John Erwin, whose hopes to serve as president were dashed twice by the board’s majority faction, will announce at tonight’s regular meeting his decision not to seek reelection. Two other members, Vivian Mason and Marie Hauser, also won’t run again this year.

Mason and Erwin often formed half of the four-person minority on the nine-member board. Hauser, who consistently votes with the majority, is running for City Council in the Eighth Ward.

Mason, in her ninth year on the board, said it’s time to move on. Erwin, in his first term, maintained that he wasn’t driven away by board politics, but that he will leave in order to fulfill a desire to travel and camp with his sons before his teenager leaves home. He offered kind words for his colleagues.«

Entire story at

Skyway News: Downtown parks seat lures second candidate

by Scott Russell

»Christine Hansen, a banker who works with high-net-worth clients and is a youth sports coach, is making a run for Downtown’s Minneapolis Park and Recreation Board seat.

The newly drawn District 4 includes all or parts of Downtown’s Loring Park, Elliot Park and North Loop, plus Southwest and North Side neighborhoods.

Hansen, 43, lives in Kenwood with husband David and her two children, 10 and 13. She starting thinking about running for Park Board last summer, while coaching her daughter’s softball team.

“I found myself in various Minneapolis parks, about four or five days a week, April through September,” she said. “I was beginning to get a little frustrated with what I felt was the poor quality of the conditions of the fields, the equipment, things like that were starting to bother me. I thought Minneapolis could do better.”

Incumbent Vivian Mason announced in February she would not seek reelection. Mason threw her support to friend Tracy Nordstrom, a professional gardener and Minneapolis Tree Advisory Committee member. Nordstrom ran for Park Board in 2001, losing to incumbent Bob Fine. (Redistricting moved Nordstrom’s East Calhoun neighborhood from District 6 to District 4.)

Hansen is a vice president and relationship manager in the private client group of US Bank. She has an undergraduate degree in finance and an MBA from Northwestern University’s Kellogg School of Management, she said.

Hansen is a first-time candidate. She had never attended a precinct caucus prior to March 1, she said. She and Nordstrom are seeking the DFL endorsement.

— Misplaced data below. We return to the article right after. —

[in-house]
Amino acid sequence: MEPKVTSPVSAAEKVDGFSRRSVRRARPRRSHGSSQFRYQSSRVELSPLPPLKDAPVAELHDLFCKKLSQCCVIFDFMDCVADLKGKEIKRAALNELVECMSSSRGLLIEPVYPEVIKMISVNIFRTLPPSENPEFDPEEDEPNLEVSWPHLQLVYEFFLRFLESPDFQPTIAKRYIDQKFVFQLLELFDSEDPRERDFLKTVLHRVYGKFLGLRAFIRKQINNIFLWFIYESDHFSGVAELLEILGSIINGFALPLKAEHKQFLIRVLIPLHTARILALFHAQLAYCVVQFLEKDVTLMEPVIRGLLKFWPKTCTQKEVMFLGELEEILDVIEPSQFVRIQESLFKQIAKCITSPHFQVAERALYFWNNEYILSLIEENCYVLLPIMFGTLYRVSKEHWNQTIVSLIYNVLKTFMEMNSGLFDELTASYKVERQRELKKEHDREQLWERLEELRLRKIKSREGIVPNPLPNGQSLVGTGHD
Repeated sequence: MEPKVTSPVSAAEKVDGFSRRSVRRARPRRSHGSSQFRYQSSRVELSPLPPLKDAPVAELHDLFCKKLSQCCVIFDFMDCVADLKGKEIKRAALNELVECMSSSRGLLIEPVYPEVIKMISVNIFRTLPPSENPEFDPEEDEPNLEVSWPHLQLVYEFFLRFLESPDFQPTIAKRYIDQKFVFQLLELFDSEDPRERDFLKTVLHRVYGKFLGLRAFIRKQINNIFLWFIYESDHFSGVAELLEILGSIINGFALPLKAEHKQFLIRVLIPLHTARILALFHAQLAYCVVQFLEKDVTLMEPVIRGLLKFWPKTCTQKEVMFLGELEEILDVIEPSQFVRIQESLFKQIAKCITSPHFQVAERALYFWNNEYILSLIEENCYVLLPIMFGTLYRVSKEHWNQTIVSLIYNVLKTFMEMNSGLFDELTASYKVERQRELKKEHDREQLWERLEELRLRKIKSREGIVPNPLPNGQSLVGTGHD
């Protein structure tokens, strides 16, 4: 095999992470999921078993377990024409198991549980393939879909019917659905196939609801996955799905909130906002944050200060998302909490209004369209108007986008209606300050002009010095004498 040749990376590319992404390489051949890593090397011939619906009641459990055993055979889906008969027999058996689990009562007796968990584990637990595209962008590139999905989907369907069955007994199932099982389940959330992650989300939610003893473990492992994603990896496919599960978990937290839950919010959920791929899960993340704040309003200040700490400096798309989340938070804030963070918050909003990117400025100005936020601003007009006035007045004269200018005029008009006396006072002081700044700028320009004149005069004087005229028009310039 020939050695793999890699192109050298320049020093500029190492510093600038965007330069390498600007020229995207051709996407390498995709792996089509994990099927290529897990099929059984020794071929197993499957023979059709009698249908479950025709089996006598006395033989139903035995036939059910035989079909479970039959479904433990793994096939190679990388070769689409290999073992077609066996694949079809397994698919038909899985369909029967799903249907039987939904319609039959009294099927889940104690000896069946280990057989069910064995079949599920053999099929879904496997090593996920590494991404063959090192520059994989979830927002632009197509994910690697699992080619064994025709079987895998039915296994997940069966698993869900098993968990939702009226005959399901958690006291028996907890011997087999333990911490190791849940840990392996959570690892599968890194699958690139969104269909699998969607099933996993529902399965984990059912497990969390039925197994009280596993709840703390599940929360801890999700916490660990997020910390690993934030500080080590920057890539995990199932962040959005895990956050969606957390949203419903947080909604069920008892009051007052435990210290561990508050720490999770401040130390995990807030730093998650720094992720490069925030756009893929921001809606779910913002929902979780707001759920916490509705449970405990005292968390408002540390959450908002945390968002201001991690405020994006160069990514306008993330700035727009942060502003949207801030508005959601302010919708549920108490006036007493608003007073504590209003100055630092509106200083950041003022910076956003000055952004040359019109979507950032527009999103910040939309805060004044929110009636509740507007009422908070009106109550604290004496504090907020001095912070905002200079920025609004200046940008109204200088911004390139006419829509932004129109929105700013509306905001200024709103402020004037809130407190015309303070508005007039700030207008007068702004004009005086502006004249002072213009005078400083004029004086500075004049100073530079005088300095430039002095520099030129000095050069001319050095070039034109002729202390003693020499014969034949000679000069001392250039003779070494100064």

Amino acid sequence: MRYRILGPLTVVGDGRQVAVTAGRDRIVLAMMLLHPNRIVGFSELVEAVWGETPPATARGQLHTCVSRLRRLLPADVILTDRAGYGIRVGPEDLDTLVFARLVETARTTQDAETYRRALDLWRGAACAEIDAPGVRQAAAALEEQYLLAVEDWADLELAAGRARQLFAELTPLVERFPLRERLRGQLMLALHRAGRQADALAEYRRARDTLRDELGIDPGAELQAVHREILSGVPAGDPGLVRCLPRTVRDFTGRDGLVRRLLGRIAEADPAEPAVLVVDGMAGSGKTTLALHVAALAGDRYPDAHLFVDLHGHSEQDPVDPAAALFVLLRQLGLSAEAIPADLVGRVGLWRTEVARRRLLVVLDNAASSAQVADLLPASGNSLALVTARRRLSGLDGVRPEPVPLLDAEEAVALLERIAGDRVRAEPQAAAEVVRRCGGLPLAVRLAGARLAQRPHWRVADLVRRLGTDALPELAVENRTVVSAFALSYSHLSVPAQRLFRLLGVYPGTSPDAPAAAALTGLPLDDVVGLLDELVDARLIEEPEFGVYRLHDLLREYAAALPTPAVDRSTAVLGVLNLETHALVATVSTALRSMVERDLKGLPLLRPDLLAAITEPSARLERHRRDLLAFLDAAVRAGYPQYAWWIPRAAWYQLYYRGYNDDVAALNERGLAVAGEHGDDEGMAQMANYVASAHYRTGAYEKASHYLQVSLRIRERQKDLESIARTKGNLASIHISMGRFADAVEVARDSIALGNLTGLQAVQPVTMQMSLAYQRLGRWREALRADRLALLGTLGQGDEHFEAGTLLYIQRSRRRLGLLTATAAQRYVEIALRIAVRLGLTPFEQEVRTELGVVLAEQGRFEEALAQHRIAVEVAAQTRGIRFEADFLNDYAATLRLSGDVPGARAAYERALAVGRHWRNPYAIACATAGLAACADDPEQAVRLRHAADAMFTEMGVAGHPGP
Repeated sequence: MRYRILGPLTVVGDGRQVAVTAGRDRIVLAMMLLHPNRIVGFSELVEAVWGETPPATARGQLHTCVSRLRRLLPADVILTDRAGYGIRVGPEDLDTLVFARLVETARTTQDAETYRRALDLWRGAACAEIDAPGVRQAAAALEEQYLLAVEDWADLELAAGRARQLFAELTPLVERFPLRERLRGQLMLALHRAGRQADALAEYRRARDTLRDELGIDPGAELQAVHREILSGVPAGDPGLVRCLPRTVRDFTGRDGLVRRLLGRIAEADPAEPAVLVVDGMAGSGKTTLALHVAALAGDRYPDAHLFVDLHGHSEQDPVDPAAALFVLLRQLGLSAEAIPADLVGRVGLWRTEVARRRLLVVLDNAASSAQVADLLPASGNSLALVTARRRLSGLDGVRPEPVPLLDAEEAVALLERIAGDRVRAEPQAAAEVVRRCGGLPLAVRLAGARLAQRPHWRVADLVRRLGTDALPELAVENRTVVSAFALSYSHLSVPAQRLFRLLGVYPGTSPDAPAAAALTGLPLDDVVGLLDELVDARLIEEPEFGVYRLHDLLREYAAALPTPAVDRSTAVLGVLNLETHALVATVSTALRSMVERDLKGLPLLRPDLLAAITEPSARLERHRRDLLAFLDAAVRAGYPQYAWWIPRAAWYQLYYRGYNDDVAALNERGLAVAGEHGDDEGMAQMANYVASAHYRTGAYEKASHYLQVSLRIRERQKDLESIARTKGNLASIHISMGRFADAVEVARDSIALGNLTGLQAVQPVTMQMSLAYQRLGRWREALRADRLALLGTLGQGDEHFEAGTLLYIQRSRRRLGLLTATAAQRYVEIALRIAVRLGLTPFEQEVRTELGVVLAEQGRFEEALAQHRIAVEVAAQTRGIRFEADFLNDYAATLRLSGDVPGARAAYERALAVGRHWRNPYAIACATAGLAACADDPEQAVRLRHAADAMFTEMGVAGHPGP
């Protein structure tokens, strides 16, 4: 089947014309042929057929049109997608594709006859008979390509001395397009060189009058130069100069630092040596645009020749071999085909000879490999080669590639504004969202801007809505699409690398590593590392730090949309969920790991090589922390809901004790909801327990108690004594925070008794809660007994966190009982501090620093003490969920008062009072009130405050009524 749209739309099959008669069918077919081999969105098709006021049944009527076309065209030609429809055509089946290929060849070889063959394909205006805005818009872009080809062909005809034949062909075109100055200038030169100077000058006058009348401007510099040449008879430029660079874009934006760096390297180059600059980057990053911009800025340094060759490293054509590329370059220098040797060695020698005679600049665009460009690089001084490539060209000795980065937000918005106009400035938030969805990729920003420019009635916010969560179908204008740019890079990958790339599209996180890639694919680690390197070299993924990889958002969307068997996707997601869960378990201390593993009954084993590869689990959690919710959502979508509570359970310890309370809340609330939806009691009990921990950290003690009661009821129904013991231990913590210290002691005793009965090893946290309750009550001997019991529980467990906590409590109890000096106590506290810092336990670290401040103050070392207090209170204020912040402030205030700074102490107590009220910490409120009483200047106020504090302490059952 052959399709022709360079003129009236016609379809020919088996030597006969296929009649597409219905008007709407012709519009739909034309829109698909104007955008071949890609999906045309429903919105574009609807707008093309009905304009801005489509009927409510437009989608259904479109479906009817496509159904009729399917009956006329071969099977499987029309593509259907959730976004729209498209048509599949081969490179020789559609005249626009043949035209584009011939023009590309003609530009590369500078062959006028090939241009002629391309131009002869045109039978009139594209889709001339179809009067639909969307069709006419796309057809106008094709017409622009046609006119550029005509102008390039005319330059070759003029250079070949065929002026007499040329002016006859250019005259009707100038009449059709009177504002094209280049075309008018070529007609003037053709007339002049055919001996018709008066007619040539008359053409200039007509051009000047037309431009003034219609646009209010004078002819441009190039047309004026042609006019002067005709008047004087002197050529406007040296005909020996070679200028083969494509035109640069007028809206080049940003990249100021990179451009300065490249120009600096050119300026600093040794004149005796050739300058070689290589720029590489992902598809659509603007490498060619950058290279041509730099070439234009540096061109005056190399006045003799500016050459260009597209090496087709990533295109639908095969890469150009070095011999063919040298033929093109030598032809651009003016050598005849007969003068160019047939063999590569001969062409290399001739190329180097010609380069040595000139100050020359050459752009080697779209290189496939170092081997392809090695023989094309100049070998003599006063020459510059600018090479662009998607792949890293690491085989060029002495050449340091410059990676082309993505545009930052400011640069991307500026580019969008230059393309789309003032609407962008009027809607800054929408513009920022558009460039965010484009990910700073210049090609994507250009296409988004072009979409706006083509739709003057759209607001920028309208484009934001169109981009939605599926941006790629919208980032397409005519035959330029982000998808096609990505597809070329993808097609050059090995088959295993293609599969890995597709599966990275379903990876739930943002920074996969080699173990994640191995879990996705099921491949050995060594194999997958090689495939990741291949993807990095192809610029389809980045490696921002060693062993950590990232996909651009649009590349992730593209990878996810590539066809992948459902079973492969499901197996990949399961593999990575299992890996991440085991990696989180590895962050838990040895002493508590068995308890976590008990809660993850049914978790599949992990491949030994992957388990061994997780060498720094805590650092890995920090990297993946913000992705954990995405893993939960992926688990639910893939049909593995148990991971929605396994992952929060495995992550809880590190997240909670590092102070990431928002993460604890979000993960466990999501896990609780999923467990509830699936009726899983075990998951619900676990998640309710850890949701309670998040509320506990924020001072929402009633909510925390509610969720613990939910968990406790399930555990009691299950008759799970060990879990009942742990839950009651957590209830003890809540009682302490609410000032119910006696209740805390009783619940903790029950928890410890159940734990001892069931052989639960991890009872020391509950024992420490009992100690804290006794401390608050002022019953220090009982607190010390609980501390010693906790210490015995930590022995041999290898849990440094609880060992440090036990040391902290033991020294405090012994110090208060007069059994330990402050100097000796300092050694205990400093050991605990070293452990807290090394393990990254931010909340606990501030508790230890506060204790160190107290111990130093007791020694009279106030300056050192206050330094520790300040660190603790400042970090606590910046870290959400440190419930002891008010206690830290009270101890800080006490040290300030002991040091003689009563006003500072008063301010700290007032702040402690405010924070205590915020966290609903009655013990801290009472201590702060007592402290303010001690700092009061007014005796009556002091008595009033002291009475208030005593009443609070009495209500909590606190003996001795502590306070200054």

Hansen is still getting up to speed on park budgets and the impact of state aid cuts. She is concerned about the deterioration of the parks but did not know if the problem were a lack of money or whether the Park Board needed to set better priorities. It was something she wanted to investigate, she said.

Like Nordstrom, Hansen said the Park Board needed to improve communications. “Most people felt like they didn’t understand what the Park Board’s direction was, and it wasn’t well communicated,” Hansen said. “I believe that, being in business, I understand communication is key.”«

Full article here

Skyway News: How Nicollet Island became what it is today

A park with homeowners and, perhaps, a private school’s athletic fields by Scott Russell

»A proposal to expand DeLaSalle High’s athletic field onto public parkland has hit a very old and very deep Nicollet Island nerve, firing up decades-old debates about how to best use the island’s historic, scenic and very limited space.

Nicollet Island – a 48-acre chunk of limestone in the middle of the Mississippi River – is at the city’s geographic and historic center. Bootleggers, Bohemians and the city’s financial elite have called the island home during its history. Varying interests have vied for space, from heavy industry and commerce to private education and residences.

Current residents such as attorney Barry Clegg oppose DeLaSalle’s current plans, saying they are out of the island’s character. “The reason people come to Nicollet Island is not to play sports,” he said. “The reason park visitors come is for two reasons. One is the river, the other is to walk around and look at the old houses.”

John Derus, a DeLaSalle grad and current board member, said most city residents don’t know that Clegg and other north end residents have their homes on Minneapolis Park and Recreation Board land – what he calls the residents’ “own exclusive little club.”

“Their end of the island is not a park,” Derus said. “It is a private domicile.”

Why does the Park Board let people live on parkland?

And why would the Park Board consider leasing parkland to a private school for a new athletic field – even if the Park Board would get partial use – when the Park Board used $1 million in public money to buy the land to use as open space?

As always, the ghosts of the past manipulate the present.

Modern history

The roots of today’s disputes lie in two key Park Board agreements (see sidebars, page 13).

In 1979, the Metropolitan Council began giving the Park Board money to buy large chunks of Nicollet Island. In return, the Park Board agreed the land would remain open space.

Then in 1983, the Park Board and the Minneapolis Community Development Agency (MCDA) cut a complex deal balancing competing interests: park lovers, history buffs, island residents and DeLaSalle.

The agreement gave people a 99-year lease to rehab historic homes located on parkland. The Park Board was required to “make its best efforts” to build an “outdoor neighborhood recreational and athletic facility” on parkland near DeLaSalle – in apparent contradiction to the 1979 open space agreement.